Decoupling and Functionalization of Coupled Polyisobutylene via Alkoxybenzene Quenching
Polymers and High Performance Materials
During living polymerization of isobutylene, marginal conditions can lead to reaction of carbenium ions with exo-olefin and production of coupled polyisobutylene (PIB). When living PIB containing a coupled fraction is subjected to end-quenching with an alkoxybenzene compound in the presence of TiCl4, the coupling reaction is quantitatively reversed to form the two original chain ends, and the regenerated chains are observed to possess the desired alkoxyphenyl functionality. To demonstrate this phenomenon, various PIB samples were prepared to purposefully contain significant coupled fractions, from 10 to 55 mol %, by quenching living PIB with hindered nucleophiles under marginal conditions. The coupled fractions were quantified by 1H NMR and GPC. Coupled PIB samples were reacted with (3-bromopropoxy)benzene, methoxybenzene, or 4-phenoxy-1-butyl acrylate in the presence of TiCl4 and a source of protic catalyst. Various protic sources were found to be effective including externally added water, adventitious protic sources, and any finite fraction of tert-chloride chain ends. Decoupling did not occur in the presence of a proton scavenger such as 2,6-lutidine. The resulting PIB samples were quantitatively or nearly quantitatively decoupled, as determined by 1H NMR and GPC, and all of the chain ends visible by 1H NMR possessed the desired alkoxyphenyl end groups. Other π-nucleophile-type quenchers including N-methylpyrrole, 2-methylfuran, allyltrimethylsilane, and methallyltrimethylsilane were found to be ineffective under the same or similar conditions due apparently to reaction of the quencher with the necessary protic catalyst.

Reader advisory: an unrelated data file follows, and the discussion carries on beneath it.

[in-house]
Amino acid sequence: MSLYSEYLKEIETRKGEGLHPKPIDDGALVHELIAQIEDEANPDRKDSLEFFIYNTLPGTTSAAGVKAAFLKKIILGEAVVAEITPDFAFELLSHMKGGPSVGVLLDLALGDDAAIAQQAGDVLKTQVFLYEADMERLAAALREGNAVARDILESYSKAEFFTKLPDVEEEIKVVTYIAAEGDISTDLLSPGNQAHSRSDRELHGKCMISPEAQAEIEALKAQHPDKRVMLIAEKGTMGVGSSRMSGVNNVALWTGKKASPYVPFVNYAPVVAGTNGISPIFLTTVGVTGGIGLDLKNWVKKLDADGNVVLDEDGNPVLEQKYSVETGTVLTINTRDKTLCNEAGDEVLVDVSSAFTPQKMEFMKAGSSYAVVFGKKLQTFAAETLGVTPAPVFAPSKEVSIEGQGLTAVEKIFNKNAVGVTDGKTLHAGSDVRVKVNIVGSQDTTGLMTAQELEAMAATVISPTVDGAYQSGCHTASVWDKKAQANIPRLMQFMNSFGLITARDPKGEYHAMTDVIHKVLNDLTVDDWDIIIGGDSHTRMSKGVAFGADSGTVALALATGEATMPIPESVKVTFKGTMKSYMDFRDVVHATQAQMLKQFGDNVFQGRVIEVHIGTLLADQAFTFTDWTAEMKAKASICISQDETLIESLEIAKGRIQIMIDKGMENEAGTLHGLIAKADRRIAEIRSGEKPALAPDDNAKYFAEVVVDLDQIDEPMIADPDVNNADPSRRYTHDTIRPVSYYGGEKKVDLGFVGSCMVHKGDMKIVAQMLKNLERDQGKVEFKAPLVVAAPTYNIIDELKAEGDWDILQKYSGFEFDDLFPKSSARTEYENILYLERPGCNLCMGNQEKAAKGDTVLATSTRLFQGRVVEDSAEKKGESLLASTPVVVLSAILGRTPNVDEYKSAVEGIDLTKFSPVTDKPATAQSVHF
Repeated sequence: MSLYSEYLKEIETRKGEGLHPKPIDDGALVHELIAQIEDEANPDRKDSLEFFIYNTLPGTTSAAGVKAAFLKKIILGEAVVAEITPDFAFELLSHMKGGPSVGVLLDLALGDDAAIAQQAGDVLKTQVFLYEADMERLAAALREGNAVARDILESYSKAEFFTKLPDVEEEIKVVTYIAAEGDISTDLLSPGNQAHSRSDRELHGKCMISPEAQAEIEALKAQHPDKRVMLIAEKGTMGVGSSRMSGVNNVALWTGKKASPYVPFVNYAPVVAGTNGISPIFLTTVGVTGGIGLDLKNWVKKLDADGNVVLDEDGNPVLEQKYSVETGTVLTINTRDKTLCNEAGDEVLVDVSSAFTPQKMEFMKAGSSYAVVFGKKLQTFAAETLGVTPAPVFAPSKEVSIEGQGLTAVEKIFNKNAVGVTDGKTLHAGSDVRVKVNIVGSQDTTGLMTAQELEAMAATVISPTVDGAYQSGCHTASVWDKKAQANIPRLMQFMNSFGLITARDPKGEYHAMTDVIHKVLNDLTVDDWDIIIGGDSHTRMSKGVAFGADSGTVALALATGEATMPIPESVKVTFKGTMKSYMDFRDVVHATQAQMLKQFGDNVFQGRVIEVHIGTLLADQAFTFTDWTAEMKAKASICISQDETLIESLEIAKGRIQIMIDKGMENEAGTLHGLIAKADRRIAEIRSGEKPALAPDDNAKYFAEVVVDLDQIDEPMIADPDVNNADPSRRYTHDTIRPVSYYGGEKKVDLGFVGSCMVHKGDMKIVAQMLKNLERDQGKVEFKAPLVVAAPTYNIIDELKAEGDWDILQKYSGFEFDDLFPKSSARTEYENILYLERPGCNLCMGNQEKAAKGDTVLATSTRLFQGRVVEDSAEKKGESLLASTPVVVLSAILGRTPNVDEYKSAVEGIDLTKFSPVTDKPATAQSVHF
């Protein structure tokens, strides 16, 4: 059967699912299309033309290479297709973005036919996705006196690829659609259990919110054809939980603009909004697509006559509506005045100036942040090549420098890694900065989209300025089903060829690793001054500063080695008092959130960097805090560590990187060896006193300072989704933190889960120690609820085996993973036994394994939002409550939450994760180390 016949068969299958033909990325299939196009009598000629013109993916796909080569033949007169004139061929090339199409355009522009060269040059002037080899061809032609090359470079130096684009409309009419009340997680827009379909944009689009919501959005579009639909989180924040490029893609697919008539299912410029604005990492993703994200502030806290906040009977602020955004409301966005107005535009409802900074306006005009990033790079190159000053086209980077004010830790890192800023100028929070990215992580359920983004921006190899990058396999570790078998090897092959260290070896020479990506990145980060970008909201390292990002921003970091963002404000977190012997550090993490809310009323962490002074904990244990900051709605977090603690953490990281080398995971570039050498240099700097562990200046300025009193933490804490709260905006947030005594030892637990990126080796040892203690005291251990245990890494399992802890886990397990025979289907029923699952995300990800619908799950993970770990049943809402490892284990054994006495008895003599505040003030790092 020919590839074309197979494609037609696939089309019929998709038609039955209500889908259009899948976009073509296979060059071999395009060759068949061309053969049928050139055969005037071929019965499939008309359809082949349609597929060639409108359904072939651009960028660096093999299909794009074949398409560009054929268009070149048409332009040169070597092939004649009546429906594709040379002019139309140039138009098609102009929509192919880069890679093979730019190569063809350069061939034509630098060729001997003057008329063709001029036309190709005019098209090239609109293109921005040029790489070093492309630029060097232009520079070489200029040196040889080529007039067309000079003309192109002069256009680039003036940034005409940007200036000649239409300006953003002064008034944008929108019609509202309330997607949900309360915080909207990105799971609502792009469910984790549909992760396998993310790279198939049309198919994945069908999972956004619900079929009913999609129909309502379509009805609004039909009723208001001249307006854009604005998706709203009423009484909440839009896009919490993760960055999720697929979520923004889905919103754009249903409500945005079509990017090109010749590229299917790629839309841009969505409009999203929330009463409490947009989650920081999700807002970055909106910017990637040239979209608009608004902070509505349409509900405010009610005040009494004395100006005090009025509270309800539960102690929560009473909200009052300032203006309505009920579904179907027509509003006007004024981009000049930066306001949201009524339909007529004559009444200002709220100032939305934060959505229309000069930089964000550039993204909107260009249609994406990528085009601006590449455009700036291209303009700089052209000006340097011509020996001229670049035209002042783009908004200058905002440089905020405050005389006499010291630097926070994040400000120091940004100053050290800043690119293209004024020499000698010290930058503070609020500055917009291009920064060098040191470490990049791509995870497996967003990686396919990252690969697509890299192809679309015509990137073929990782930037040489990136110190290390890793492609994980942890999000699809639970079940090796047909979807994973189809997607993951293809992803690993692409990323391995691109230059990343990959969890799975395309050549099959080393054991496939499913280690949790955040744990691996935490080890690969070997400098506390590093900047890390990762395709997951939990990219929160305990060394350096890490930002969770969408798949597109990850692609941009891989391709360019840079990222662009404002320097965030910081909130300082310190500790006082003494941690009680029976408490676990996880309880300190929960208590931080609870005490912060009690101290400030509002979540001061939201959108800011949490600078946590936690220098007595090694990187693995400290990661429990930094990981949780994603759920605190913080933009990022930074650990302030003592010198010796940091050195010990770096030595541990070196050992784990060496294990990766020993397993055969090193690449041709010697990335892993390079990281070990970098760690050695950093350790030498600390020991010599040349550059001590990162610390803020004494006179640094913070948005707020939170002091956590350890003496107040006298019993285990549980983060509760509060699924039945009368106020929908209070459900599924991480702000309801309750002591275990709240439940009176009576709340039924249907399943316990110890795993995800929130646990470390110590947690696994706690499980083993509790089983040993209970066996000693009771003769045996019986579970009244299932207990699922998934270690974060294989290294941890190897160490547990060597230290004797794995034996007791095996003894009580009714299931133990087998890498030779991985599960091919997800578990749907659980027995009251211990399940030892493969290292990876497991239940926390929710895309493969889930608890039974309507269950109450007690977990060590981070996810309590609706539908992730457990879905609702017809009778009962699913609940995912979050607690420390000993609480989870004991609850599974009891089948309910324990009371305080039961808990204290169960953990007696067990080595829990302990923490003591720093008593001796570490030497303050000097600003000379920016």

Storey, R. F.
(2016). Decoupling and Functionalization of Coupled Polyisobutylene via Alkoxybenzene Quenching. Macromolecules, 49(20), 7642-7652.
Available at: https://aquila.usm.edu/fac_pubs/17816